- Water deeply. Water your grass till about 8” (20 cm) of soil is fully soaked, as this will ensure the roots grow deeper into the soil, leading to more resilient grass. The deeper roots will ensure that the grass has access to more water and nutrients, even in hot weather.
- Give the water time to soak. Don’t pour all the water at once because if you add too much water at a time, it won’t soak into the ground. Instead, it will run off, carrying soil and nutrients with it. Add a little water at a time, and wait to let the water fully soak into the ground before you add any more. Remember that clay soils will take longer to soak than sandy soils.
- Wait for the ground to dry between waterings. Watering infrequently encourages your grass to grow deeper roots. It also mimics the natural processes of heavy rains followed by a dry period, which allows the grass to grow steadily and stay healthy.
- Don’t overwater your grass. Overwatering can cause several issues, such as soil runoff and compaction, excessive growth, and vulnerability to diseases. You can learn more in this article about overwatered lawns: Is It Possible to Water New Turf Too Much. Water only as often as needed, and let your grass wilt before you water your lawn again.
How Do You Water Grass in Extreme Heat?
Maintaining your grass in the heat doesn’t require any special care. In fact, allowing your grass to grow a bit longer and drier in extreme temperatures might support its overall health in the long run.
Water grass infrequently in extreme heat, allowing it to wilt and even dry a little between waterings. When you water your grass, water early and deeply, letting the water soak fully into the ground. You don’t need to water daily, as it only needs about 1” (2.5 cm) of water in any given week.
Maintaining your lawn in extreme heat can run up your water bills. Additionally, water-stressed regions may limit water use outdoors, for example, by only allowing residents to water lawns on specific days.
In such cases, it is important to make the most of the available water and ensure it is applied most effectively. You could get up as early as 4:00 AM to water your grass, but this might not be entirely necessary if you’re not a morning person.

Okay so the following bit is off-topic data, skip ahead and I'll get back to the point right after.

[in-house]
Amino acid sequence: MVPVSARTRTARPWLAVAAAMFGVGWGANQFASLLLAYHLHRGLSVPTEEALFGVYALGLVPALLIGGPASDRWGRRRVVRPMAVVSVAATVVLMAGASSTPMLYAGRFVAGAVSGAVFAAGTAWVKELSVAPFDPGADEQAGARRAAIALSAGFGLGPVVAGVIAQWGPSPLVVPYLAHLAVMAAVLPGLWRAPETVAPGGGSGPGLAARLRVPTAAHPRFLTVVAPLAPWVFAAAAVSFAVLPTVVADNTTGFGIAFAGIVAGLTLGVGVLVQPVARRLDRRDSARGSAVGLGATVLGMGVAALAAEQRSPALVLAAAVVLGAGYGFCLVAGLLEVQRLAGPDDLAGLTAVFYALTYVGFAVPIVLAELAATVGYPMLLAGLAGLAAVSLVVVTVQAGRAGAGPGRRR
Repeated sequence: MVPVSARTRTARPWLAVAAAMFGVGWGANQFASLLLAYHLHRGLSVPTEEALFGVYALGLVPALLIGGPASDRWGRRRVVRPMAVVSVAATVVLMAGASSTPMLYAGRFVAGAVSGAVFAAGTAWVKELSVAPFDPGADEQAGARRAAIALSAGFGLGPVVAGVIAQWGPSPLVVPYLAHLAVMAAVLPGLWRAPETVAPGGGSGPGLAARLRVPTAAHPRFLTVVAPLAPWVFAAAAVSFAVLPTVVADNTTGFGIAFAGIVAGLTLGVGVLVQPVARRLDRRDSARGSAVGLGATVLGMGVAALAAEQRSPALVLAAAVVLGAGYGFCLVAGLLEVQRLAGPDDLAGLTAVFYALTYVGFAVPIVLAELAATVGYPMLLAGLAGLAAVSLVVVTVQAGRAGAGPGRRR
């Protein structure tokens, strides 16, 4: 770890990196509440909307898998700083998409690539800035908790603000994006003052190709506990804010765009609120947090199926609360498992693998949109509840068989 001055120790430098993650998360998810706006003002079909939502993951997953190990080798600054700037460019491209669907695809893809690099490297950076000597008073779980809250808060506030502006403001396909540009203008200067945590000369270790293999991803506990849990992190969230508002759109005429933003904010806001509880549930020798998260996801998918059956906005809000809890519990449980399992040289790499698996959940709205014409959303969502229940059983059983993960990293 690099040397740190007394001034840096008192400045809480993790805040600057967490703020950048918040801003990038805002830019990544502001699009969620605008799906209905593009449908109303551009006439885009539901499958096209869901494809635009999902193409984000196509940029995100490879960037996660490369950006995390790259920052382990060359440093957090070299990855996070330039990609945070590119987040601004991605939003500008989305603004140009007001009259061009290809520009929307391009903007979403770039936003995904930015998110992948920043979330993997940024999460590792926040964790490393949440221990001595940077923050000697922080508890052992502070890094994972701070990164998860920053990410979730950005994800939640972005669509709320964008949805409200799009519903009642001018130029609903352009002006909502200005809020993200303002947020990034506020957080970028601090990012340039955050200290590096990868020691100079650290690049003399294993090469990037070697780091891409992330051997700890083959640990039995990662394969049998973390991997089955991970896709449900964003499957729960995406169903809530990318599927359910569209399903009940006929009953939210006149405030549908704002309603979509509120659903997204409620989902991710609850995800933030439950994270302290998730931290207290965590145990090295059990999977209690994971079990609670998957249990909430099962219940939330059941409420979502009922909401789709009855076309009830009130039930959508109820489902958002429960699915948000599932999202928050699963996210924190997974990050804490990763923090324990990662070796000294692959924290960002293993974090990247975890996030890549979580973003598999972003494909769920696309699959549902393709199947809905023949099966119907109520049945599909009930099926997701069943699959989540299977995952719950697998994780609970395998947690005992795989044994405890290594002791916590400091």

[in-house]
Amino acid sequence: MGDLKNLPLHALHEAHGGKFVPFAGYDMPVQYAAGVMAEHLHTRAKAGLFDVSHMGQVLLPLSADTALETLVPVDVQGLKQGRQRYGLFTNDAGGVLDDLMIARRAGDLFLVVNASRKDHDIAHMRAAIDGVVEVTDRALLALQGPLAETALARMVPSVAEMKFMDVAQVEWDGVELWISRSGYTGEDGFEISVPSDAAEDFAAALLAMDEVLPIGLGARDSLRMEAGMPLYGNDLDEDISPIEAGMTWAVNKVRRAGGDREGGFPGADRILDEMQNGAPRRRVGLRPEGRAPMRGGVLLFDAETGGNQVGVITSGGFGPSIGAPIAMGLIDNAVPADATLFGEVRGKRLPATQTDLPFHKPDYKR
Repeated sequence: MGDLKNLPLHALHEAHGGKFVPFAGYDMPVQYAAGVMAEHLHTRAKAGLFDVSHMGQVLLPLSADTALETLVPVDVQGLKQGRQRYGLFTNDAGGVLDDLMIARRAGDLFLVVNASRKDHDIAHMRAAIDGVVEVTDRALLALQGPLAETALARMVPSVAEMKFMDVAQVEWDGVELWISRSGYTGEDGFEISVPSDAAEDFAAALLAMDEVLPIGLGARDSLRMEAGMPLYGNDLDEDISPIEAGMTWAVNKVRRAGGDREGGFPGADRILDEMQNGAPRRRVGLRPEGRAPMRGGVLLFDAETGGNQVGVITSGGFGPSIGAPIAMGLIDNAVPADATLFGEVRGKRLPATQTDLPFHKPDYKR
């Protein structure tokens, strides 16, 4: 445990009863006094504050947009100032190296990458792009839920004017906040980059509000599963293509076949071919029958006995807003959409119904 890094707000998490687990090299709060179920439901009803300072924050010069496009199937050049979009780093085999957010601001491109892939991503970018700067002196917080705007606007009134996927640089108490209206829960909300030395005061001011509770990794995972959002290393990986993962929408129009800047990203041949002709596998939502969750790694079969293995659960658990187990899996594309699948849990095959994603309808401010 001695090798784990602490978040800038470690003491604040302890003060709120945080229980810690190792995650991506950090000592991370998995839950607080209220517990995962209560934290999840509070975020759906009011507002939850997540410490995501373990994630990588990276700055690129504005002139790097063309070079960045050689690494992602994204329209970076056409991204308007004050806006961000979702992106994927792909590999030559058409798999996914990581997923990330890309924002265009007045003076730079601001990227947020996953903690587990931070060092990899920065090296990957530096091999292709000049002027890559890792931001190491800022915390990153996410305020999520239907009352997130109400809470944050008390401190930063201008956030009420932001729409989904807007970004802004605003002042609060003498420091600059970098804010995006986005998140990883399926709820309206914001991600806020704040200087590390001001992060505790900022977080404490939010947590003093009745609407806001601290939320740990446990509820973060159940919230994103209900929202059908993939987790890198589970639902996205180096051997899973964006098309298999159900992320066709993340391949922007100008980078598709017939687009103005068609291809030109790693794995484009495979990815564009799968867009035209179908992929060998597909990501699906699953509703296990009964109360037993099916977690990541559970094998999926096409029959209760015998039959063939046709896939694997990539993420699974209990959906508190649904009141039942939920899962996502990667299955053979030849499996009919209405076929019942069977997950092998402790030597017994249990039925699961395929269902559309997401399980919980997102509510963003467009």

Make the most of the cooler temperatures and allow your grass time to absorb the water before the sun gets higher in the sky.
Watering your grass deeply and waiting till the ground and the grass dries out between waterings allows your grass to grow deeper roots. In total, your grass should receive no more than 1” (2.5 cm) of water a week.
When Should You Not Water Your Lawn?
Watering your grass at the right time can help you save on water bills and conserve water. But are there times you shouldn’t water your lawn?
You should not water your lawn at midday, as most of the water evaporates, nor should you water your lawn in the evenings, as it slows down absorption and encourages water stagnation, which may lead to disease. In addition, avoid watering your lawn every day.
Daily watering leads to shallow root growth if you’re watering lightly and water stagnation if you’re watering deeply. Both of these situations are not ideal, as they will affect the overall health and resilience of your grass.
Watering your grass in the direct sun leads to more water consumption overall. However, watering at night is worse. The lower temperatures and lack of sunlight mean that the water takes longer to be absorbed into the soil, which leads to longer-lasting moisture that encourages pests and diseases.
You shouldn’t water your grass in the direct sun if you can help it, as most of it will evaporate, and your grass will not get the moisture it needs to survive the heat. Instead, water your grass thoroughly and deeply in the early mornings, allowing the water to soak to about 8” (20 cm) into the soil.